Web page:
On Saturday I participated in an Infrastructure Victoria session on transport network planning. It was described as a kind of speed-dating session – seven speakers doing quick 12 minute conversations with groups of 4-5 people.
They suggested kicking off with an introduction to your view on the topic, then seeing where the conversation takes you. After a couple of goes you pretty quickly get into a rhythm.
The thoughts below started as an approximation of my opening comments, but I’ve added a bit along the way:
Fare pricing can be an important tool to help ease congestion – both on the roads and on public transport.
The fare system we have now is a hangover from the 1980s.
Before then, trains trams and buses had complicated, separate fares.
In the early 80s they had a shake-up – and introduced the three zones in Melbourne, one inside the other.
There have been tweaks and adjustments, but that’s basically what we still have today.
- In 2004 they removed the Short Trip ticket from zone 1
- In 2007 they got rid of zone 3; it merged with zone 2
- In 2010 they removed the City Saver zone from Myki
- Then in 2015 they made it so if you pay for zone 1, you’ve also paid for zone 2.
So we now basically have a flat fare system in Melbourne. If you want to travel two stops on the tram, it’s $4.40. If you want to travel from Werribee right across Melbourne to Pakenham, that’s also $4.40.
Given governments have an eye on cost recovery, this may mean upward pressure on that flat fare. It’s already risen at CPI plus 2.5% for four years running.
And for short trips this can discourage people from using public transport – they might see it as cheaper to drive.
There’s no peak/off-peak difference. If I travel on the train at 8am when it’s packed, it’s the same cost as at 11am when there’s plenty of space. (Of course, there has to also be a good frequent time-competitive service available at 11am. Off-peak service is very patchy around the network.)
“Peak” crowding is not confined to commuting hours. CBD trams were already crowded at lunchtime before the Free Tram Zone was introduced. This has considerably added to crowding.
There is the Earlybird discount – free rides before 7:15am. This is bit of a blunt instrument – it reflects what Metcard was capable of when it was introduced last decade. A free ride in the morning, but the usual price going home later. So there’s no incentive to make your trip home in the afternoon at a time when it’s quiet. It also only applies to Metro trains. Catch a bus to the station? Then you pay. This can encourage people to drive to the station instead.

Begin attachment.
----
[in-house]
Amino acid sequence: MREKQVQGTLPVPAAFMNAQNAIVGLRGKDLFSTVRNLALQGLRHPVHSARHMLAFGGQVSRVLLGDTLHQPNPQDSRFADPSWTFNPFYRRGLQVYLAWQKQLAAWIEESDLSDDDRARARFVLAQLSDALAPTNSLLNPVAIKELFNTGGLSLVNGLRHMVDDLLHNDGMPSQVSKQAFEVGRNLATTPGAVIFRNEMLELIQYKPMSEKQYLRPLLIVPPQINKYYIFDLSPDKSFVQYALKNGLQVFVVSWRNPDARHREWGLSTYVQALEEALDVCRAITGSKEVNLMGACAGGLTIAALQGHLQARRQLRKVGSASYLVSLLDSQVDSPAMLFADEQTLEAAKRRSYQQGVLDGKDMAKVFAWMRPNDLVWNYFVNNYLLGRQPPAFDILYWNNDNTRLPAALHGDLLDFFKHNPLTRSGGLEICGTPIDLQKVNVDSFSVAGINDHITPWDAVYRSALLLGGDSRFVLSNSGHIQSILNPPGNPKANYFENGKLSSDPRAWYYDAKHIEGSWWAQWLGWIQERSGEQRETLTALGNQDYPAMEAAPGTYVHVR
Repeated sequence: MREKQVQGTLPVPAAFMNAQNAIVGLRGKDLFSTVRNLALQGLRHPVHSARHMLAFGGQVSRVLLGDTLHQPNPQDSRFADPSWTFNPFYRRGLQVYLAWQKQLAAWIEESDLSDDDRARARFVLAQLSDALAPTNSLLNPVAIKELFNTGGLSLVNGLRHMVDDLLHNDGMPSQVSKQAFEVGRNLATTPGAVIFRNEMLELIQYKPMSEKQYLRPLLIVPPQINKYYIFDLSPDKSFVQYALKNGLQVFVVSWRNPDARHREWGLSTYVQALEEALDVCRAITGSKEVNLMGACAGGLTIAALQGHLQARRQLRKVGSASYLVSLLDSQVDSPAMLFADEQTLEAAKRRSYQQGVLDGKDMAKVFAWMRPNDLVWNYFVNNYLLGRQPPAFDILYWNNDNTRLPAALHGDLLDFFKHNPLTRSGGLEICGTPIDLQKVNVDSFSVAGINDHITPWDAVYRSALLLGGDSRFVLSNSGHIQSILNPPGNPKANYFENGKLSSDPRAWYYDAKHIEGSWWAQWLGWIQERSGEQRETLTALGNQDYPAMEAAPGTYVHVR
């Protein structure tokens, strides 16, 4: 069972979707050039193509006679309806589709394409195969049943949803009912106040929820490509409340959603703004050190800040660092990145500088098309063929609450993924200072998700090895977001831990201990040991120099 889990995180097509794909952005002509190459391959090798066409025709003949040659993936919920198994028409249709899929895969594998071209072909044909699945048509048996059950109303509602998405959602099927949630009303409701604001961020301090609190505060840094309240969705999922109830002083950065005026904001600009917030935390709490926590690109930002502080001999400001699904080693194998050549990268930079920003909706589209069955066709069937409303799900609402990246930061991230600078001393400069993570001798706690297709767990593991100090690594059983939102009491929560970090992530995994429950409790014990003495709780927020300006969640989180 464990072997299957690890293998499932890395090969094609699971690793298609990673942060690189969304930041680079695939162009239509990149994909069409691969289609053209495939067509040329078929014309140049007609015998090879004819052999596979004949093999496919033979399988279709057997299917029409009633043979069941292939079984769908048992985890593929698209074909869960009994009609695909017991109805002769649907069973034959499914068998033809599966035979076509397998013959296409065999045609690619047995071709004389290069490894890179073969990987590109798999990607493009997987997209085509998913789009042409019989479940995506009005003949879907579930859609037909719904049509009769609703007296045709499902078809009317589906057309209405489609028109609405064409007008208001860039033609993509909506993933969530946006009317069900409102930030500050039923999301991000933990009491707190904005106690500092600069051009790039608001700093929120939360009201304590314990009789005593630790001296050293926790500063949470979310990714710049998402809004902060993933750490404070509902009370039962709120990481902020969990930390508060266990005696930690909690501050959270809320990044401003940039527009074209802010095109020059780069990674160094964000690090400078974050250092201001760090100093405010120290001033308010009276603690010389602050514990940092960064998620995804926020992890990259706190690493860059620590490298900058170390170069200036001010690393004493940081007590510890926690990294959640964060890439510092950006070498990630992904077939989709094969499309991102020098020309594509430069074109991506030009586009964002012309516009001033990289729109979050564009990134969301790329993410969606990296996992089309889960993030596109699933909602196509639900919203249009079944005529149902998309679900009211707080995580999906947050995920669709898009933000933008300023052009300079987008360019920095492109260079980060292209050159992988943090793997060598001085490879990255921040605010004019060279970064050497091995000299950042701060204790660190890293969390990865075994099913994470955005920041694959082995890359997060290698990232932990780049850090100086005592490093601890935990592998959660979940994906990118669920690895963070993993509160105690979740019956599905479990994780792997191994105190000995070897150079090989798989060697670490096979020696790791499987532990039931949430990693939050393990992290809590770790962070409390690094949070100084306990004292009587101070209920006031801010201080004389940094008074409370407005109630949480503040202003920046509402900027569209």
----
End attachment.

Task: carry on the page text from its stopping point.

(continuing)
There is a discount of sorts after 6pm – you only pay one fare for unlimited travel until 3am. That’s good, but it’s also a reflection on the old ticket system – when paper tickets were around, there wasn’t enough space for a notch for every hour of the day!
So having spent a billion dollars on a complicated smartcard system, we have it charging a $4.40 flat fare for almost everybody.
But the Melbourne flat fare doesn’t apply outside zone 2. It jumps dramatically if you travel beyond Melbourne.
People coming in from Geelong to Melbourne pay $13.40 one way – if instead they drive through suburban Geelong to Lara and get on the train there, it’s $4.40. The fare system is providing a huge incentive for people to drive through Geelong.
Free station car parks are also an issue. Some of them get misused by non-public transport users. But apart from that, they cost tens of thousands of dollars per space – then they’re given away to whoever is lucky enough to show up early enough in the morning to get them – even if they have options to use a connecting bus, or walk or ride to the station. Those options need to improve, of course. (And maybe they could if all the money wasn’t spent on parking.)
Park and ride is the least efficient way of getting people onto trains. How about investing in modes that don’t require people to have a car to use public transport? https://t.co/z2PKjVYwT7 pic.twitter.com/zIbqOvEfBr— Daniel Bowen (@danielbowen) February 25, 2019
So there’s plenty of scope to reform fares – Myki is capable of more zones, and off-peak discounts, and concessions for those who need them. This could be the way forward – but whatever the system, it’s important that the fares are affordable, logical, and equitable.
They could start with easy stuff like re-introducing the once-proposed weekly cap, which would encourage Monday to Friday users to also use the system at weekends (as well as removing some confusion and doubt for people trying to decide between Myki Money and Myki Pass).
Road pricing isn’t really my area, but it’s not hard to see how it’s similarly flawed. The only road pricing in Victoria is the toll roads. Again, it’s a hangover from past decades – tolls are to pay private toll companies that built Citylink and Eastlink.
This means it’s free to drive through the CBD, but it costs money to bypass the City and drive over the Bolte Bridge instead, which is a crazy outcome.
So the pricing on public transport and on roads is problematic.
Politicians are terrified of changes, because inevitably someone ends up being disadvantaged, but it’d be good to see them have the courage to introduce reforms to fix some of these problems.
Some people will always object to reform, but if the benefits can be quantified and explained, the broader community will take it on board.
- For more reading: Infrastructure Victoria’s background report to the Community Panel
- This page has some excellent history of public transport ticketing and fares in Melbourne and Victoria since the 1980s